High Fidelity – Nick Hornby

After breaking up with Laura, Rob’s most recent ex, he asks himself the big questions about love and life. He also makes top-five lists about them, from his most memorable split-ups to Dustin Hoffman films and records made by blind musicians. Now, he is free to spend his time reorganising his record collection, arguing with Dick and Barry at the shop and daydreaming about recording artistes who look like Susan Dey. Soon, he reaches his own conclusions about love and marriage and it becomes clear where he’s been going wrong.

High Fidelity is upbeat and observant, it is an account of male self-pity and forgiveness from an instantly recognisable character. It is a charming story about people, full of reflections and brilliant glimpses into the male psyche.


The Miniaturist – Jessie Burton

It is 1686 and Amsterdam is a prosperous and flourishing port. For eighteen-year-old Petronella Oortman, the city and her new Herengracht house are important pieces of the new life she will have as wife of Johannes Brandt, a wealthy merchant. Far from the secluded country life of her childhood, the city of narrow houses and elaborate canals is Nella’s new home.

Though her married life does not start off well. She is welcomed only by Marin, Johannes’ ascetic frosty sister, who runs the Brandt household, with the help of their fiesty maid Cornelia and former slave Otto, whose skin was the darkest Nella had ever seen. Nella’s only company in the house is Peebo, her pet parakeet. Whilst the elusive Johannes is absent, she struggles to understand the husband she barely knows.

As Johannes avoids her, life progressively gets stranger, starting with an indulgent wedding gift – a scaled down replica of their own home. The eerie miniature uncovers secrets, puzzles and betrayals, it is the premise for a compelling and climactic story of relationships, fixation and retribution.

The Girl on the Train – Paula Hawkins

On the surface, Rachel, the girl on the train, appears to be the ordinary commuter. Catching the same train every day, she observes life and in particular, the life of those who live in the trackside houses. Her journey provides an escape, it allows her to break away from her compulsive drinking, self-pitying and relentless thoughts of her ex-husband, Tom, and his new family – living in their old home.

‘Jess and Jason’, a beautiful couple whose terrace balcony can be seen from the train, provide much entertainment for Rachel’s imagination – she feels as though she knows the intricate details of their perfect life at 15 Blenheim Road. Staggering through each day, Rachel provides an obsessive account of the couple’s life, as she images it. One day, she is shocked by what she sees. Shortly afterwards, she recognises the face of ‘Jess’ on the front of a newspaper – she has vanished. Between her alcoholism and blackouts, Rachel becomes knotted in the lives of the couple, attempting to tell the police everything she knows:  the blue dress, the red-haired man, the underpass, her bleeding lip.

Emulating Gillian Flynn’s Gone Girl, Hawkins demonstrates the gripping nature of juggling perspectives, including the flawed and undependable protagonist. The Girl on the Train builds unanticipated empathy, alluring characters, enthralling twists, guesses and second guesses.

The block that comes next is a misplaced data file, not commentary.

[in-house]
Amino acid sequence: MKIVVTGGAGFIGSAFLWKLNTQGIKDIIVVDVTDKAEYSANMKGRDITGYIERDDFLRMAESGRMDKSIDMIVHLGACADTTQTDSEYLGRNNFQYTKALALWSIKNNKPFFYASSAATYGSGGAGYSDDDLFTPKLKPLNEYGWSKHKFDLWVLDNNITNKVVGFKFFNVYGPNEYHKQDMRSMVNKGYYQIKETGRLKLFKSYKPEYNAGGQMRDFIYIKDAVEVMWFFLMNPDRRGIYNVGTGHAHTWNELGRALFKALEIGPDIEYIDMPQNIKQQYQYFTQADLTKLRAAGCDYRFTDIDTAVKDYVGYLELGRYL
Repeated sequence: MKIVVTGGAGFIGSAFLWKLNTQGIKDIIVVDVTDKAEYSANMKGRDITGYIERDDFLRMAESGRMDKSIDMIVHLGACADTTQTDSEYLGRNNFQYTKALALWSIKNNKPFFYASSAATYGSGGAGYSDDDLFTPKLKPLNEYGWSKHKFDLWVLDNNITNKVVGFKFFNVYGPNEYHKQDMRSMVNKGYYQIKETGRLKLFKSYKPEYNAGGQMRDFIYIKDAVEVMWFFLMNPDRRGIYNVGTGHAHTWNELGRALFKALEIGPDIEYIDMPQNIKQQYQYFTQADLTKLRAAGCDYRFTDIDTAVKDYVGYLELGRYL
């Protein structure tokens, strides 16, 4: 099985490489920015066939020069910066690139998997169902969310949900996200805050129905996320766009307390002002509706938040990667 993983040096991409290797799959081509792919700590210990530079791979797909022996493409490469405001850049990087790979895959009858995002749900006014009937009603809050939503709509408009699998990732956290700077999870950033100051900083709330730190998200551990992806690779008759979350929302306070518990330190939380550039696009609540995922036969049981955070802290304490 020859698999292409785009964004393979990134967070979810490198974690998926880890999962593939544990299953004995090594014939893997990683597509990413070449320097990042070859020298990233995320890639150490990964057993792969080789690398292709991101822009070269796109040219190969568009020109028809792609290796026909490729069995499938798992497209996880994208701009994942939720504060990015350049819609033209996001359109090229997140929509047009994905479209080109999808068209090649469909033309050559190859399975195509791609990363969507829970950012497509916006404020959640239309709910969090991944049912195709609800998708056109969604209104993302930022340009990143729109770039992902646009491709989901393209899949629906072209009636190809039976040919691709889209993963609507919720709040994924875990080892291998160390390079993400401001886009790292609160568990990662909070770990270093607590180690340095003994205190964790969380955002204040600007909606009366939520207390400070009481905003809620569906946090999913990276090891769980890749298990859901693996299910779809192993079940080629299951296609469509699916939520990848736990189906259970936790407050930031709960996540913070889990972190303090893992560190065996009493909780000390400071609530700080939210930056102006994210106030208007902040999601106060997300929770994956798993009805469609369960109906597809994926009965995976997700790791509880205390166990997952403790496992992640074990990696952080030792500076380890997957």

One Day – David Nicholls

One day is an outside-the-box romance. It is an account of the synonymous friendship and romance of Emma and Dexter. Set on one day (15th July), it depicts snapshots of the protagonists’ lives over twenty years. David Nicholls’ creative writing style and adept judgement of what-to and what-not-to include, lends itself well to the piecing together of the missing years.

Classically, this is a story of opposites attracted. It is the definition of will-they-wont-they? It is a brutally honest characterisation of the complexity of relationships and is an education of the vulnerability that love brings.


The book deals with missed opportunities and dysfunctional relationships. I often laughed at Dexter and Emma and found the book had a clever balance between heartbreaking and humorous.It is a tormenting story and the premise of only seeing one day a year is rivetingly irritating.

P.S. The hopeless Ian and his ‘tracky botts’ definitely deserve a mention. I was rooting for you Ian (kind of)!

The Help – Kathryn Stockett

The Help is an illustrative tale of the racial tensions in Jackson 1962, it illuminates segregation, prejudice and the hurtful truths of the past. Set around the time of the Civil Rights Movement this story ties together historical fact and fiction.

Kathryn Stockett, a white author, bravely took the challenging task of writing and presuming what life would be like as ‘The Help’, raising young white children who would inevitably grow up to discriminate and affiliate with the blinkered opinions of their society. The author draws upon her experiences of growing up in Mississippi to create a revelatory story of injustice, discrimination and relationships.

Each chapter of the story is written from the perspective and narrated in the voice of one of the three main characters. It follows the intertwined lives of these women, two of whom are black maids (Aibileen and Minny), and one a young white lady (Skeeter) who recognises the unjust nature of her society. The main hook in this story highlights the choking fear and tradition that trapped many women in their role as the help.

Though it is important to note that this story not only evokes sympathy but is also riotously funny with doses and doses of humour. Notably, rebel Minny’s ‘terrible awful’ insurance pie. This book is simply a warm and beautiful read. It is a truly vivid account of historical-fiction.